Balsillie takes it on the chin

LANCE HORNBY, SUN MEDIA

, Last Updated: 10:03 AM ET

What was billed as a fight-filled day in Arizona bankruptcy court yesterday gave way to one hard punch that could knock Canadian Jim Balsillie out of bidding for an NHL team in Hamilton.

The would-be owner learned that SOF Investments, owed in excess of $80 million US by the cash-crunched Phoenix Coyotes and the franchise's largest secured creditor, had shifted allies and reached a deal to support Jerry Reinsdorf's bid to keep the team in Glendale.

Reinsdorf, whose $148-million bid compares to $212.5 million by Balsillie, has the backing of the NHL.

Steven Abramowitz, attorney for SOF, told the court the deal included a "substantial buydown" of the $80 million with the rest rolled over into an ongoing debt.

Abramowitz urged the court to "do anything it can" to keep Reinsdorf's bid alive after a lawyer for Reinsdorf said his boss was losing patience with the complicated sale, which has been further clouded by Reinsdorf's battles with current owner Jerry Moyes, who favours Balsillie.

The final decision on a move is still pending a court auction on Sept. 10, and proceeds only if Balsillie fends off the NHL's claim he's unfit to be an owner and then if his bid is chosen by Judge Redfield T. Baum.

But though Balsillie's bid is more than $60 million higher than Reinsdorf's, it was SOF's initial deal with Balsillie that led Baum to keep the Canadians in the game.

SOF had not fully committed to Balsillie, but is now waiting to see if Reinsdorf can reach a deal with the Phoenix suburb of Glendale on a rink lease at Jobing.com Arena.

That is a contentious matter itself, with the city of Glendale determined not to let Moyes or the winning bidder out of the lease, which still has almost 30 years to run.

Reinsdorf has raised red flags with local officials in his quest to get millions in tax breaks.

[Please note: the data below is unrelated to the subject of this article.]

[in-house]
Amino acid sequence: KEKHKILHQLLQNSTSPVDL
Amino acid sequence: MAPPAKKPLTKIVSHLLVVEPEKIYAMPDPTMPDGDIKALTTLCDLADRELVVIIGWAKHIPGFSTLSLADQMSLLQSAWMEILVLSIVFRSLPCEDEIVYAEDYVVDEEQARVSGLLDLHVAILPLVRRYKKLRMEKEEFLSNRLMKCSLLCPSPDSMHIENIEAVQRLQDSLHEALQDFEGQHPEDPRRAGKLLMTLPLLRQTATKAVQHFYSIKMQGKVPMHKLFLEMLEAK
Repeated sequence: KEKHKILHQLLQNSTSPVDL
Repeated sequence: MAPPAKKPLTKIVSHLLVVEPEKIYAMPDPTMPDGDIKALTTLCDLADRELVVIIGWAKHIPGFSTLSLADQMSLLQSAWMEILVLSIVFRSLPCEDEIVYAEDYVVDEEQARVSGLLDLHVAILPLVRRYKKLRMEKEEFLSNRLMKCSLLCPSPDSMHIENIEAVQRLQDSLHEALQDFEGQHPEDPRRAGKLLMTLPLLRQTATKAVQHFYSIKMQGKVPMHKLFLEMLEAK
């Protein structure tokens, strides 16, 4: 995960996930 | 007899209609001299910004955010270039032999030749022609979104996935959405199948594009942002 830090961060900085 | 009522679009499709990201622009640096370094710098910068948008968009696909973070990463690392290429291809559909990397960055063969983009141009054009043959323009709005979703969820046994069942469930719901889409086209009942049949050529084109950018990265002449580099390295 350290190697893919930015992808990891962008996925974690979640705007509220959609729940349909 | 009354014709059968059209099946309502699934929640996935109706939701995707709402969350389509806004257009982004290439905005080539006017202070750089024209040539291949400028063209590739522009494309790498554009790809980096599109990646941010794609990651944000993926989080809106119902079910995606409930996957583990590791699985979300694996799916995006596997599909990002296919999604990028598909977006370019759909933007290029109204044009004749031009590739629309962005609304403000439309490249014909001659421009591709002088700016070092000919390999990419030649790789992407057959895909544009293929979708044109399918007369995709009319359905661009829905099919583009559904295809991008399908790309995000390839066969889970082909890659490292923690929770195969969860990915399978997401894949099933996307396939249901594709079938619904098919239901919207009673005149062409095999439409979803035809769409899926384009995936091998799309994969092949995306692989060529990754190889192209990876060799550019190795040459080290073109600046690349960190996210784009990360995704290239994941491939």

The rest of yesterday afternoon and evening's court business was taken up with a tangled web of motions and depositions that Baum will sort through the first week of September before the auction.

Though NHL commissioner Gary Bettman was present early yesterday and ready to give his side in a key dispute -- that it's too late to move the team for the 2009-10 season -- Baum quickly put the show on hold, saying such testimony wasn't scheduled yet.

With some momentum in his favour after Baum's ruling earlier this month, Balsillie's lawyers want Bettman and NHL execs put on the spot to explain why they oppose his ownership.

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But Baum said the list was too long and the documents too difficult to obtain, suggesting he cut his requests to a manageable number.

One of those league governors the Balsillie group wanted questioned reportedly was Maple Leaf Sports and Entertainment Ltd. president Richard Peddie.

The Leafs and Buffalo Sabres are the two teams that would have their revenues threatened by an NHL team in Hamilton.

With training camp a month away, a hockey department decision on team travel needing to be jointly approved by the league and Moyes' lawyers also came before Baum yesterday.

The Coyotes have been using a small Moyes-owned company airline, but general manager Don Maloney and NHL deputy commissioner Bill Daly want the team to fly commercial.

-- with files from the Associated Press


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